Generally, people take equity dilution and EPS dilution as the same; but these both are different terms; let’s understand both with an example.
Let’s say ‘A’ and ‘B’ started a bakery named ‘AB bakers’. They both contribute Rs 50 each. So now ‘AB bakers’ has 100 Rs. capital to run a bakery. They issue 100 shares and both have 50 shares each
So, the company’s shareholding pattern is,
|Shareholder||Number of shares||% Holding|
Company is making 25 Rs profit every year
That is the company’s return on capital is 25%
After 1 year, A and B need more 100 Rs capital to infuse in their bakery
But they have invested all of their wealth already
They come up with the solution
They invite person ‘C’ to invest 100 Rs in the bakery in exchange for a part of the ownership of the bakery; ‘C’ agrees and invest 100 Rs in the bakery
‘Ab bakers’ issues another 100 shares to ‘C’
So now, the company’s shareholding pattern is,
|Shareholder||Number of shares||% holding|
As we can see, due to the investment of ‘C’ in the company (bakery), the original promoter’s ‘A’ and ‘B’ get their percentage stakeholding lower in the company
Their number of shares stays as it was i.e. 50-50, but percentage ownership gets diluted and reaches to 25% from 50%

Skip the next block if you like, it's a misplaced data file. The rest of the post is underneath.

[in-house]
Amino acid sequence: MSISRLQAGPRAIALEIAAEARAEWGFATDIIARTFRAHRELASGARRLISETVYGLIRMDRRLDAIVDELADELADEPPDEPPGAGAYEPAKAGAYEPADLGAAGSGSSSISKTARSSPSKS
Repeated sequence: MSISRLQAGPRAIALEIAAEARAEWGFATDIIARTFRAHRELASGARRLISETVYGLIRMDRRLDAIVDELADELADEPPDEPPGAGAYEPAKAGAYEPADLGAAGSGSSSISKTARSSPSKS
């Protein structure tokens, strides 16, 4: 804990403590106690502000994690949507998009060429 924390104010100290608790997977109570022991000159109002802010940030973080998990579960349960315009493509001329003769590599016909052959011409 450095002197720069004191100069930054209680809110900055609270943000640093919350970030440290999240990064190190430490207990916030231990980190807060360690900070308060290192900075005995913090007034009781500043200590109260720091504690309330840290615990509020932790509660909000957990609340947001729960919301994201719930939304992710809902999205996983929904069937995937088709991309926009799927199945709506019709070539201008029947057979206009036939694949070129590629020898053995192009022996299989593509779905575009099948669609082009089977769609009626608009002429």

I.e. they can get only 25% of the profit amount, their decision-making ability also gets diluted as now ‘C’ has more power to make a decision.
It is called Equity Dilution
Now let’s say due to an infusion of capital, the bakery is now working more efficiently than earlier
I.e. it was earning 25 Rs on their 1st capital investment of 100 Rs
And is earning 30 Rs on their another 100 Rs invested capital
So now, it is like
So now, the company is earning 55 Rs profit on their total capital
Let’s now see the company’s profit distribution
It looks amazing!
So now let’s compare earlier and newer profits of ‘A’ and ‘B’
Now we can conclude, ‘A’ and ‘B’ played a profitable game by having diluted their ownership in the company
It is not EPS dilution; it is EPS accretion.
There is equity dilution, but not EPS dilution
Then what is EPS dilution?
Let’s suppose profit from that incremental capital infusion can’t make the company efficient, i.e. it didn’t work for the company and can’t generate decent profit then profit numbers look like,
And profit distribution will look like
Let’s now compare the profit of ‘A’ and ‘B’
So, after having their equity/ownership diluted, ‘A’ and ‘B’ also decreased their proportion of profit
That means their earning in the company get diluted
It is called EPS Dilution
Hence, two ratios become so important when we look for equity dilution and EPS dilution, those are
- it is the return on incremental invested capital; if the infusion of capital works for the company, i.e. if ROIIC is high, there may be equity dilution, but there will not be EPS delusion
- ROIIC is such a amazing tool to identify the efficiency of company’s new CAPEX
- If a company (bakery in our example) is able to sell their stock on high P/E, then again that will lead to only equity dilution, not EPS dilution